March 2, 2011 -- Actor Mickey Rooney, who was recently granted court protection from his stepchildren after allegations of abuse, is expected to testify on Capitol Hill today that he "felt trapped, scared, used and frustrated."
"For years I suffered silently, unable to muster the courage to seek the help I knew I needed," according to remarks he's scheduled to deliver in Washington on the topic of elder abuse before a Senate committee on aging.
Rooney, 90, who has had one of the longest careers of any actor, filed a case against stepson Chris Aber and stepdaughter Christina Aber last month charging verbal, emotional and financial abuse, and alleging that they denied him such basic necessities as food and medicine.
"All I want to do is live a peaceful life, to regain my life and be happy," Rooney said in a statement to his fans. "I pray to God each day to protect us, help us endure and guide those other senior citizens who are also suffering."
The goal of the senate hearing, entitled "Justice for All: Ending Elder Abuse, Neglect and Financial Exploitation," is to draw attention to the widely underreported problem and coordinate federal, state and local efforts to combat it.
"It's a really sad but important issue and Mr. Rooney is definitely lending his star power to it," committee spokesman Joe Bonfiglio said.
In his testimony, Rooney will say, "I felt trapped, scared, used and frustrated. But, above all, I felt helpless. For years I suffered silently, unable to muster the courage to seek the help I knew I needed."
Bonfiglio said he hopes Rooney's testimony will encourage other victims to stand up for themselves.
"I think a lot of people are going to see Mickey Rooney and say, 'If it can happen to him, it can happen to anyone,'" he said. "If someone is currently a victim, I think his testimony will give them the courage to stand up and get help."
Elder Abuse: Taking Advantage of the Aged
According to court documents, Chris and Christina Aber allegedly kept Rooney "effectively a prisoner in his own home" through threats, intimidation and harassment. Rooney has also accused the Abers of controlling his finances, locking his refrigerator and taking his passport and other identification.
"He pulled out his wallet, he opened it and showed me," Rooney's attorney, Bruce Ross, said. "There wasn't a single card -- driver's license, ID, AARP card, shopping card, social security card. There was literally nothing."
Rooney was granted temporary restraining orders on Feb. 15, but will have to appear in court on April 5 if he wants them extended for three years. A Los Angeles Superior Court Judge also appointed a temporary conservator of Rooney's estate.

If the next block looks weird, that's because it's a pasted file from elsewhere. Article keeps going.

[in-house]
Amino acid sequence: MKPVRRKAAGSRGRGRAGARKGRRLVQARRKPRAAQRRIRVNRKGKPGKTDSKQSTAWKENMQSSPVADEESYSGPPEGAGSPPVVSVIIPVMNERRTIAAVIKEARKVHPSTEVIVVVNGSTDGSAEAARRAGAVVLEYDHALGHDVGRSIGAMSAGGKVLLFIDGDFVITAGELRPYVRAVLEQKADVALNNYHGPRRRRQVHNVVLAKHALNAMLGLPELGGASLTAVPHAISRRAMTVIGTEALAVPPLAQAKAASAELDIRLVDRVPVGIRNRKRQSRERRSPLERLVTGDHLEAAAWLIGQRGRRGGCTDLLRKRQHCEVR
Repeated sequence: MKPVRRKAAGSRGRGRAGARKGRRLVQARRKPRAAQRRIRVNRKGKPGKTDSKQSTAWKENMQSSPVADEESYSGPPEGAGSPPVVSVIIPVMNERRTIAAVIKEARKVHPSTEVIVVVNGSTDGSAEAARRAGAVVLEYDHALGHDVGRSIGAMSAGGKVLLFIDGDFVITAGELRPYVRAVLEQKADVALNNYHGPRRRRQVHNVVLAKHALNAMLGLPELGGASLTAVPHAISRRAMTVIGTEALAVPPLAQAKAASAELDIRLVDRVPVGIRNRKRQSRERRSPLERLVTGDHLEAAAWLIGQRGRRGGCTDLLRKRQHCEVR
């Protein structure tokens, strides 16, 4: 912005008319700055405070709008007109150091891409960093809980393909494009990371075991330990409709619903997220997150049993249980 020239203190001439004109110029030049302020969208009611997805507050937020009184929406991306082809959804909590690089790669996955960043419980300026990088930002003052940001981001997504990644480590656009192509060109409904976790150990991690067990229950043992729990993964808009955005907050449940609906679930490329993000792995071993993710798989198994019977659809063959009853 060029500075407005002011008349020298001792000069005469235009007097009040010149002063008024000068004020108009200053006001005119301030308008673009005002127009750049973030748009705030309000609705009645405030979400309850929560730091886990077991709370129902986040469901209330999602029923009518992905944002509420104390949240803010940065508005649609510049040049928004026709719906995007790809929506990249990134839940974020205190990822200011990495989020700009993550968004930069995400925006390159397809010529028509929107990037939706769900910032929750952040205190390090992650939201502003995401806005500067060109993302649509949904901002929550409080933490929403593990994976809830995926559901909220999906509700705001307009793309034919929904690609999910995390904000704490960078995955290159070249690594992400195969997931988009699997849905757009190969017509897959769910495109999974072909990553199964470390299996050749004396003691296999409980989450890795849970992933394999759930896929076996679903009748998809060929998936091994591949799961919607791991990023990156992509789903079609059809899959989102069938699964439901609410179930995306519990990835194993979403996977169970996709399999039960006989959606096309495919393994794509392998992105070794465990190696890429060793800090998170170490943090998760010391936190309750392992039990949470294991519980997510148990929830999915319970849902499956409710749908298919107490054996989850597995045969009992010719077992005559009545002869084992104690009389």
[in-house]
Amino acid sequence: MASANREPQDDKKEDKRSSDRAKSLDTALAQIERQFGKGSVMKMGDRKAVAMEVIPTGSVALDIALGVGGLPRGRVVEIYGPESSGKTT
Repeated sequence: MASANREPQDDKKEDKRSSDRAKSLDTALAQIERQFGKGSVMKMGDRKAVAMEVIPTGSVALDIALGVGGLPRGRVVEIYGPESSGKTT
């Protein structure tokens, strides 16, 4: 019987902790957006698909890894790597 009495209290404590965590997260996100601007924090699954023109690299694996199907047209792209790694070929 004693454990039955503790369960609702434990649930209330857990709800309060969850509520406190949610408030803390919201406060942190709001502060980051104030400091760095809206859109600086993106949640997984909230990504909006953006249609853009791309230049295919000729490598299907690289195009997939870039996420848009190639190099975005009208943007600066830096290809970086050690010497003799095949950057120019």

While elder abuse of this magnitude is relatively rare, geriatric experts say, instances of some kind of abuse and neglect, whether psychological, physical, sexual or financial, are a major concern among aging populations.
According to the American Psychological Association, an estimated 2.1 million older Americans become victims somewhere on the spectrum of abuse.
Debra Greenberg of the Gerontology Division at Montefiore Medical Center in New York says this kind of "extreme case" has only come across her desk a couple of times. More often than not, elder abuse has to do with unintentional neglect from family members who are ignorant of the proper ways to care for an aging individual.
Self-neglect, which occurs when the elderly fail to follow medical advice or otherwise care of themselves, is a leader in the reporting of elder abuse. Financial abuse, when younger family members misuse the elderly person's assets, follows closely. According to the National Elder Abuse Center study, self- and financial-abuse comprise 21 percent of elder abuse cases.
And abuse has consequences that reach beyond an assault on the quality of life of the elderly: Studies suggest that older people who have been abused tend to die earlier than those who have not been, even in the absence of chronic or life-threatening illness, according to the American Psychological Association.
Elder Abuse: Taking Advantage of the Aged
"If you see abuse of any kind going on, there are people you can turn to," Greenberg said. "If you think this is life and death, obviously call 911, but if it's ongoing, most departments for the aging can get you where you need to go."
More information on elder abuse, including how to report it, can be found on the National Center on Elder Abuse web site.